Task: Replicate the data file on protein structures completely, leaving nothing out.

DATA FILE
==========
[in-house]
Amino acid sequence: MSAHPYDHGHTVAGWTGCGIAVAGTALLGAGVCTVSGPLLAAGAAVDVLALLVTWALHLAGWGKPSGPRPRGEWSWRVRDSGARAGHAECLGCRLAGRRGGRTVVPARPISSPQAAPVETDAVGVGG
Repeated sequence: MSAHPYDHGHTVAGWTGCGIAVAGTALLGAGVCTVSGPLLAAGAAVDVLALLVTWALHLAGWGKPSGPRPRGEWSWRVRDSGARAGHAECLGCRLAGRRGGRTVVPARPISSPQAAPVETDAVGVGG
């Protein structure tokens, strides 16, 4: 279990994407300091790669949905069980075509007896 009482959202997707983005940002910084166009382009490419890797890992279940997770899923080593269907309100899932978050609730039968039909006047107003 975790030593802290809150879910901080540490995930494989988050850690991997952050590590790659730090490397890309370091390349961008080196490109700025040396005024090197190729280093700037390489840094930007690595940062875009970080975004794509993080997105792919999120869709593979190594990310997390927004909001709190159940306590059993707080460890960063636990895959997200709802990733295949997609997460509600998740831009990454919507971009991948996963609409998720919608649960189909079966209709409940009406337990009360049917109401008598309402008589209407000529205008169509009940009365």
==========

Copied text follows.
[in-house]
Amino acid sequence: MSAHPYDHGHTVAGWTGCGIAVAGTALLGAGVCTVSGPLLAAGAAVDVLALLVTWALHLAGWGKPSGPRPRGEWSWRVRDSGARAGHAECLGCRLAGRRGGRTVVPARPISSPQAAPVETDAVGVGG
Repeated sequence: MSAHPYDHGHTVAGWTGCGIAVAGTALLGAGVCTVSGPLLAAGAAVDVLALLVTWALHLAGWGKPSGPRPRGEWSWRVRDSGARAGHAECLGCRLAGRRGGRTVVPARPISSPQAAPVETDAVGVGG
């Protein structure tokens, strides 16, 4: 279990994407300091790669949905069980075509007896 009482959202997707983005940002910084166009382009490419890797890992279940997770899923080593269907309100899932978050609730039968039909006047107003 975790030593802290809150879910901080540490995930494989988050850690991997952050590590790659730090490397890309370091390349961008080196490109700025040396005024090197190729280093700037390489840094930007690595940062875009970080975004794509993080997105792919999120869709593979190594990310997390927004909001709190159940306590059993707080460890960063636990895959997200709802990733295949997609997460509600998740831009990454919507971009991948996963609409998720919608649960189909079966209709409940009406337990009360049917109401008598309402008589209407000529205008169509009940009365």